I’ll admit it; I’m probably a little bit too “connected.” With my iPhone always in my hand, I’m usually switching from Facebook to Twitter to Instagram, then on to email, text messaging, the stock market app, and Huffington Post—and let’s not forget Fruit Ninja. I could say that I need to stay on top of everything because of work, but that wouldn’t entirely be true. It’s become a habit, an all-too-familiar one in our modern age.

So what struck me most when I walked across the wooden walkway and entered the Colonial Pennsylvania Plantation, located on 112 acres inside Ridley Creek State Park, was the silence. Other than the wind rustling through the trees and the sound of a rooster crowing, it was quiet—noticeably so. I slowed down my pace, breathed in deeply, and put my iPhone in my purse—and I didn’t reach for it again until I left, several hours later.

The Plantation seeks to re-create the life of an Edgmont farm family during the mid-eighteenth century. Owned during this time by the Pratts, Quakers who purchased the property in 1720, the land belonged to the family until 1833. The property was privately owned and used as a home until the 1950s. In April 1976, in honor of the Bicentennial Year of our country, the Plantation began welcoming the public as a living history site. Now open on weekends from spring through early December, the Plantation, staffed by volunteers with a true passion for making history come alive, provides visitors with a remarkable look back at our country’s early days.

I lingered as I walked the grounds of the Plantation, stopping to photograph the beautiful fall foliage and to visit with the piglets in their stall (the Plantation is also home to sheep, chickens, and geese that roam throughout the grounds; a horse named Abigail; and Frye, a steer), but the smell of a wood fire coming from the house invited me to keep moving. I was told before I arrived that I’d be able to see a demonstration of authentic Colonial hearth cooking, and this was something I’d been anticipating all week.

When I walked through the front door of the Plantation home and into the kitchen, I was greeted by Vicki, a 9-year volunteer; Sue, who’s been at the Plantation for 2 years; and young Miriam, who’s been volunteering with her father David for 3 years. Vicki was in the midst of cooking, which is how she spends much of her time as a volunteer. All of her cooking is done authentically according to the time period—using the methods and ingredients our forbears would have used. She stepped into and out of the huge hearth, moving cast iron pots from place to place as she prepared a meal, as she does each weekend, for her fellow volunteers.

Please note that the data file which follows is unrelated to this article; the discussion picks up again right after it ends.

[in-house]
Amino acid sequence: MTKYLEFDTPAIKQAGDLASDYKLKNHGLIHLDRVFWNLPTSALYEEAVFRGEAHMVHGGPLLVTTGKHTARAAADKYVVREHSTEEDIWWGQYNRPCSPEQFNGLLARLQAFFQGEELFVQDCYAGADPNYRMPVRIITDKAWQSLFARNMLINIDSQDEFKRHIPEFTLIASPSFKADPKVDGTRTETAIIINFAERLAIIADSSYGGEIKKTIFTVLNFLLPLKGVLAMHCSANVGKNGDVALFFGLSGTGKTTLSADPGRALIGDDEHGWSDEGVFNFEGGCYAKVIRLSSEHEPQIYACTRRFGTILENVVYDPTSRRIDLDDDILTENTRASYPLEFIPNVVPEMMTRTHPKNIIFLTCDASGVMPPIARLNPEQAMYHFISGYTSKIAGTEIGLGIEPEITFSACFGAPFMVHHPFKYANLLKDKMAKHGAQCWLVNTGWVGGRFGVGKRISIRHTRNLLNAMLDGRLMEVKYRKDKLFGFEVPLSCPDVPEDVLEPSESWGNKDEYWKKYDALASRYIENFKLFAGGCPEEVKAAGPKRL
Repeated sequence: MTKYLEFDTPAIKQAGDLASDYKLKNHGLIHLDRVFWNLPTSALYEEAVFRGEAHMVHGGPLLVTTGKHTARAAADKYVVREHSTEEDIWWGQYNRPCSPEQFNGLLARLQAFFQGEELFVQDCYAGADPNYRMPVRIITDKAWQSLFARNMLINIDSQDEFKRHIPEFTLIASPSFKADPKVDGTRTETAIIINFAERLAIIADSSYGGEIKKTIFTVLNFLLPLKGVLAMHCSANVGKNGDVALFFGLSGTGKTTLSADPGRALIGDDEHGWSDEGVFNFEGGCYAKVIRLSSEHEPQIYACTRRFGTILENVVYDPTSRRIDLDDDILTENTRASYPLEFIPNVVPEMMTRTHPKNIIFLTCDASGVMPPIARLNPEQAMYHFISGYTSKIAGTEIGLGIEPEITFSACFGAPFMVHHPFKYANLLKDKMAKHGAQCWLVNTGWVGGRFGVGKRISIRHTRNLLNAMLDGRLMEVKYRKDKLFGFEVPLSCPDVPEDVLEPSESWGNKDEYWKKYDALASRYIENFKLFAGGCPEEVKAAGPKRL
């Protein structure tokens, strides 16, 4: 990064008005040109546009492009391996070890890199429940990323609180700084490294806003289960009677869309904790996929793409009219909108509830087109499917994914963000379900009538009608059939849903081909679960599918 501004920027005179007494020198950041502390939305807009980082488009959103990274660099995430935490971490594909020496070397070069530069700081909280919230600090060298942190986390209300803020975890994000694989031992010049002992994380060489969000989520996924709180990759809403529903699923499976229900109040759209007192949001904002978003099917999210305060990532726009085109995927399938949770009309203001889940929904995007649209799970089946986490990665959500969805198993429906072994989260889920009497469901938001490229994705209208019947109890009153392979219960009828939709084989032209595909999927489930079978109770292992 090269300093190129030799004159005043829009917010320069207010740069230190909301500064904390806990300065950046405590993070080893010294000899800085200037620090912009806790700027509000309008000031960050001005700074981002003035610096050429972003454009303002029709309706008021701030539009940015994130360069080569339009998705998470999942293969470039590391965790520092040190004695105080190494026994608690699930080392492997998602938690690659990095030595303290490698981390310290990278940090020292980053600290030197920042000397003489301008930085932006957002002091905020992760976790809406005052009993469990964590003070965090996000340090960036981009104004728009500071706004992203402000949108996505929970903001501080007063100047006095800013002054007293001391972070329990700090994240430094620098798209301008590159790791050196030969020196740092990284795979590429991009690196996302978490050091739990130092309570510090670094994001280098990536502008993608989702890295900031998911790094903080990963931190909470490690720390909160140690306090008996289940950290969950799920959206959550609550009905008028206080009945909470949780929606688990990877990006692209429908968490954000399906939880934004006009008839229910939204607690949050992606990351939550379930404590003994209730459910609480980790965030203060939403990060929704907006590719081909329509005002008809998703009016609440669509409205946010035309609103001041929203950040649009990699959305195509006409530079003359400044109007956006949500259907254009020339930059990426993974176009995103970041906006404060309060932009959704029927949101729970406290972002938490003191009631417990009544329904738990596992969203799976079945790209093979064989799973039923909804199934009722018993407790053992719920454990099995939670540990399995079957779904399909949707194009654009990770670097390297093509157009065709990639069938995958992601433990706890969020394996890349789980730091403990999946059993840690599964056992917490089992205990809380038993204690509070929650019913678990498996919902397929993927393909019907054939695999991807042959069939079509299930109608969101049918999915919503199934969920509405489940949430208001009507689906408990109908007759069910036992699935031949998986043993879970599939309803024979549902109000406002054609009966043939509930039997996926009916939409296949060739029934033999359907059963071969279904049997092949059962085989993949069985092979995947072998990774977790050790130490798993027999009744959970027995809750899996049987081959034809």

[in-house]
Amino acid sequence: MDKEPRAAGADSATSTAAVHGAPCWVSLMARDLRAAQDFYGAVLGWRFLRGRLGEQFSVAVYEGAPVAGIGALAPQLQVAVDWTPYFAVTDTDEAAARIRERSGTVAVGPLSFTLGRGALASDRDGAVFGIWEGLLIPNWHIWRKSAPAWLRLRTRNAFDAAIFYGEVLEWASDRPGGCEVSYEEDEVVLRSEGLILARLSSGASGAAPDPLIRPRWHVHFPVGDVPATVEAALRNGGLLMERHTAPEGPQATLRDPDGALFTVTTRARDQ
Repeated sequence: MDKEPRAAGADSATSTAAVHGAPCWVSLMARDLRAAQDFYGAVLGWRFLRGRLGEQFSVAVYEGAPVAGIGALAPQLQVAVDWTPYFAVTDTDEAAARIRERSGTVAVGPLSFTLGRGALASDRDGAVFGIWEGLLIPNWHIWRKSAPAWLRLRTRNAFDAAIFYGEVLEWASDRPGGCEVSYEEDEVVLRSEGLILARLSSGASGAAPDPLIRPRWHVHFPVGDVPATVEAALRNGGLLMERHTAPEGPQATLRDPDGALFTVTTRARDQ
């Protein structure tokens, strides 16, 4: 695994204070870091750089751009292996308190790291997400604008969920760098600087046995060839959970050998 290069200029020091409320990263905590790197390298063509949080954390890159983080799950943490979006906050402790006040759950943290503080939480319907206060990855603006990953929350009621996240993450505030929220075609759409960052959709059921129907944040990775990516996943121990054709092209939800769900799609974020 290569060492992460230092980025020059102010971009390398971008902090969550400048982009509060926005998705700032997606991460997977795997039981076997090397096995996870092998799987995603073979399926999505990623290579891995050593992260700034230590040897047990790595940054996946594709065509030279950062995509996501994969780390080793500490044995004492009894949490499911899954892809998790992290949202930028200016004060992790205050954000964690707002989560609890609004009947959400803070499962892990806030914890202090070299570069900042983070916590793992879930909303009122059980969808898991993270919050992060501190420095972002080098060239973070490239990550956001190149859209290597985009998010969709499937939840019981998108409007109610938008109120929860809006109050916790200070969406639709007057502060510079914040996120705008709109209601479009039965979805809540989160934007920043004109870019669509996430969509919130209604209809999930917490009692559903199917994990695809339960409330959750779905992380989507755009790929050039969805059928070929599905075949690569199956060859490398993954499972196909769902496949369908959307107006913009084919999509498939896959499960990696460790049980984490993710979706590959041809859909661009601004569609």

What’s unique about the Plantation, as opposed to other historical sites and museums, is that visitors are invited to touch and experience everything they see. Sit on the chairs, dig your hands into a basket of freshly shorn wool, pull water from the well—none of it is off limits. I took a brief tour of the house with Sue and the grounds with David, but when Miriam rang the dinner bell, I headed back to the kitchen quickly, anxious to try the meal to which I’d been so graciously invited.


I’ve eaten at many of the area’s finest restaurants; you could say it’s a hobby of mine. But I’ve got to say, that meal of Swiss chard with potatoes, onions, and sorrel; pumpkin soup with clove; and fresh-out-of-the-hearth wheat bread with preserves made from raspberries picked in the park was the most soul-satisfying one I’ve had in quite some time. Maybe it was the company of those who enjoy what they do so much, maybe it was the warmth of the fire, maybe it was the stillness of the moment. I can’t quite put my finger on it—but what I do know is that during that meal I felt a deep appreciation for those who came before us and worked together to create what we have today. I can think of no better testament to the hard-working volunteers at the Colonial Pennsylvania Plantation than that.

The Plantation will be open on weekends through December 8. This weekend (October 27 and 28), join them for their annual Halloween at the Plantation celebration from 11am to 5pm each day (last entry at 4pm). Visitors can enjoy story times, a puppet show, trick-or-treating, visits with the animals, a mock witch trial, and demonstrations of candle making, corn husk dolls, box loom rug-making, and more. Other upcoming special events include a Militia Muster with the 4th Legionary Cavalry on November 10 and Christmas on the Farm on December 8. For more information on these and other happenings at the Plantation, visit their website at colonialplantation.org.

—Michele Kornegay

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